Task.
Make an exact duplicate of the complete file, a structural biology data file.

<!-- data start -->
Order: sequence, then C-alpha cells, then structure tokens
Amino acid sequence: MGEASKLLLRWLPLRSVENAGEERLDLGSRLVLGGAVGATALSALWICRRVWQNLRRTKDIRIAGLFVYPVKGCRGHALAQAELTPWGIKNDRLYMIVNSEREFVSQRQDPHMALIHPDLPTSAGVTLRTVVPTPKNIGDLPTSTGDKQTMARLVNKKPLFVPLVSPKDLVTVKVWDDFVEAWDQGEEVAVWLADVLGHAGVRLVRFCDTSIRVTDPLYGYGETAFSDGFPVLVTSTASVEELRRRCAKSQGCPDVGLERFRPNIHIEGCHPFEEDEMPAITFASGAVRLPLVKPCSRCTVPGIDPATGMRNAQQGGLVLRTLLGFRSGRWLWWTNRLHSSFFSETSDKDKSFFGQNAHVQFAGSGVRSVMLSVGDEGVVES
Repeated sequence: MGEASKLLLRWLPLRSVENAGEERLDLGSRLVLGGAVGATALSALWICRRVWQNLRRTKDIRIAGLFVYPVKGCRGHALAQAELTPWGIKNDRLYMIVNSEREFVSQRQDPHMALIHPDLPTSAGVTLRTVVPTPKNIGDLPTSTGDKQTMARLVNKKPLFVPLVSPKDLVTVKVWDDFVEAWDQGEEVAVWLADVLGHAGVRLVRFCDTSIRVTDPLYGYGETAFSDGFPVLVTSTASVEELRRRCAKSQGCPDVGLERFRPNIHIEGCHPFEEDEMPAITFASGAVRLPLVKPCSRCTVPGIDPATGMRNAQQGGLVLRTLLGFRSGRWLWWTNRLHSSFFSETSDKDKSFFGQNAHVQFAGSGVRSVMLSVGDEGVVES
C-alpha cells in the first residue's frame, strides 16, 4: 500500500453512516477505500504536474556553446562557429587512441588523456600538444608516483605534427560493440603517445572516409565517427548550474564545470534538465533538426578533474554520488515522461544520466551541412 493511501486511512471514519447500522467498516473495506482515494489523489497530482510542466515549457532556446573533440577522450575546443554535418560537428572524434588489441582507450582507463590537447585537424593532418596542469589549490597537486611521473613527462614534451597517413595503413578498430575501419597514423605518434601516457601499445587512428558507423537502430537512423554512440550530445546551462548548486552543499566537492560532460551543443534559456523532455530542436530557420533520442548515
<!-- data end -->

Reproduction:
Order: sequence, then C-alpha cells, then structure tokens
Amino acid sequence: MGEASKLLLRWLPLRSVENAGEERLDLGSRLVLGGAVGATALSALWICRRVWQNLRRTKDIRIAGLFVYPVKGCRGHALAQAELTPWGIKNDRLYMIVNSEREFVSQRQDPHMALIHPDLPTSAGVTLRTVVPTPKNIGDLPTSTGDKQTMARLVNKKPLFVPLVSPKDLVTVKVWDDFVEAWDQGEEVAVWLADVLGHAGVRLVRFCDTSIRVTDPLYGYGETAFSDGFPVLVTSTASVEELRRRCAKSQGCPDVGLERFRPNIHIEGCHPFEEDEMPAITFASGAVRLPLVKPCSRCTVPGIDPATGMRNAQQGGLVLRTLLGFRSGRWLWWTNRLHSSFFSETSDKDKSFFGQNAHVQFAGSGVRSVMLSVGDEGVVES
Repeated sequence: MGEASKLLLRWLPLRSVENAGEERLDLGSRLVLGGAVGATALSALWICRRVWQNLRRTKDIRIAGLFVYPVKGCRGHALAQAELTPWGIKNDRLYMIVNSEREFVSQRQDPHMALIHPDLPTSAGVTLRTVVPTPKNIGDLPTSTGDKQTMARLVNKKPLFVPLVSPKDLVTVKVWDDFVEAWDQGEEVAVWLADVLGHAGVRLVRFCDTSIRVTDPLYGYGETAFSDGFPVLVTSTASVEELRRRCAKSQGCPDVGLERFRPNIHIEGCHPFEEDEMPAITFASGAVRLPLVKPCSRCTVPGIDPATGMRNAQQGGLVLRTLLGFRSGRWLWWTNRLHSSFFSETSDKDKSFFGQNAHVQFAGSGVRSVMLSVGDEGVVES
C-alpha cells in the first residue's frame, strides 16, 4: 500500500453512516477505500504536474556553446562557429587512441588523456600538444608516483605534427560493440603517445572516409565517427548550474564545470534538465533538426578533474554520488515522461544520466551541412 493511501486511512471514519447500522467498516473495506482515494489523489497530482510542466515549457532556446573533440577522450575546443554535418560537428572524434588489441582507450582507463590537447585537424593532418596542469589549490597537486611521473613527462614534451597517413595503413578498430575501419597514423605518434601516457601499445587512428558507423537502430537512423554512440550530445546551462548548486552543499566537492560532460551543443534559456523532455530542436530557420533520442548515